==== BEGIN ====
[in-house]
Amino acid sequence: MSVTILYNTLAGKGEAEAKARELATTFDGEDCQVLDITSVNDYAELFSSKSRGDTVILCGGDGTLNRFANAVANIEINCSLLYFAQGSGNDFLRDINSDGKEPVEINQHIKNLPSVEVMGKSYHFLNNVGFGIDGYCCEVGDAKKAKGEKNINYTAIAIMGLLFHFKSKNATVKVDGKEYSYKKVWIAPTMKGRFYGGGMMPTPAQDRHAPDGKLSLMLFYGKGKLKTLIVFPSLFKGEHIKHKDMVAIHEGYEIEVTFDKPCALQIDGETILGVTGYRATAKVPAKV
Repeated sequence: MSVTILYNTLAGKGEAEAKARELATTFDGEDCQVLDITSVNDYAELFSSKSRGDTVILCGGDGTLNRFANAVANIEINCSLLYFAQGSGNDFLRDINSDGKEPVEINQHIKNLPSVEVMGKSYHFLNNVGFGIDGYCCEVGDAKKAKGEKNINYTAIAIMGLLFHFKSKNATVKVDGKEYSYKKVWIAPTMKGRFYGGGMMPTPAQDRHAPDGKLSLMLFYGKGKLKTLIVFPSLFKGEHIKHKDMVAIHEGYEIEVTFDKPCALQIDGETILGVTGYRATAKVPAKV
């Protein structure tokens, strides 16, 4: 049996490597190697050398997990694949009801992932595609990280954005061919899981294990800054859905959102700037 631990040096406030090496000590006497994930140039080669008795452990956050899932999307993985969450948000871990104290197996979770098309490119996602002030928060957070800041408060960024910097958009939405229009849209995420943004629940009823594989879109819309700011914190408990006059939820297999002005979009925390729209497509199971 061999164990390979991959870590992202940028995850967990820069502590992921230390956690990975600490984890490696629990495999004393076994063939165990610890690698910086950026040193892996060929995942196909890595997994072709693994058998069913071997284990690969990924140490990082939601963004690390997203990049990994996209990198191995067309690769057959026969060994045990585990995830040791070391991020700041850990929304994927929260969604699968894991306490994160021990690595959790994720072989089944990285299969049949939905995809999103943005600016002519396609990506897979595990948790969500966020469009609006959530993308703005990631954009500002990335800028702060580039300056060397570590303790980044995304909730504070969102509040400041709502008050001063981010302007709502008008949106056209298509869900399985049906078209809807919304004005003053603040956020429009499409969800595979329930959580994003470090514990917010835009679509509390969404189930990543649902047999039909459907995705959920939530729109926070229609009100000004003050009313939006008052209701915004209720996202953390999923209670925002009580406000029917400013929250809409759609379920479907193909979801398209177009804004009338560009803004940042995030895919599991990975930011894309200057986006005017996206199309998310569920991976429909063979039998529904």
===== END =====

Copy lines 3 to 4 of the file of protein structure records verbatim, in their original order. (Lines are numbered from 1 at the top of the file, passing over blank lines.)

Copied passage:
Repeated sequence: MSVTILYNTLAGKGEAEAKARELATTFDGEDCQVLDITSVNDYAELFSSKSRGDTVILCGGDGTLNRFANAVANIEINCSLLYFAQGSGNDFLRDINSDGKEPVEINQHIKNLPSVEVMGKSYHFLNNVGFGIDGYCCEVGDAKKAKGEKNINYTAIAIMGLLFHFKSKNATVKVDGKEYSYKKVWIAPTMKGRFYGGGMMPTPAQDRHAPDGKLSLMLFYGKGKLKTLIVFPSLFKGEHIKHKDMVAIHEGYEIEVTFDKPCALQIDGETILGVTGYRATAKVPAKV
């Protein structure tokens, strides 16, 4: 049996490597190697050398997990694949009801992932595609990280954005061919899981294990800054859905959102700037 631990040096406030090496000590006497994930140039080669008795452990956050899932999307993985969450948000871990104290197996979770098309490119996602002030928060957070800041408060960024910097958009939405229009849209995420943004629940009823594989879109819309700011914190408990006059939820297999002005979009925390729209497509199971 061999164990390979991959870590992202940028995850967990820069502590992921230390956690990975600490984890490696629990495999004393076994063939165990610890690698910086950026040193892996060929995942196909890595997994072709693994058998069913071997284990690969990924140490990082939601963004690390997203990049990994996209990198191995067309690769057959026969060994045990585990995830040791070391991020700041850990929304994927929260969604699968894991306490994160021990690595959790994720072989089944990285299969049949939905995809999103943005600016002519396609990506897979595990948790969500966020469009609006959530993308703005990631954009500002990335800028702060580039300056060397570590303790980044995304909730504070969102509040400041709502008050001063981010302007709502008008949106056209298509869900399985049906078209809807919304004005003053603040956020429009499409969800595979329930959580994003470090514990917010835009679509509390969404189930990543649902047999039909459907995705959920939530729109926070229609009100000004003050009313939006008052209701915004209720996202953390999923209670925002009580406000029917400013929250809409759609379920479907193909979801398209177009804004009338560009803004940042995030895919599991990975930011894309200057986006005017996206199309998310569920991976429909063979039998529904």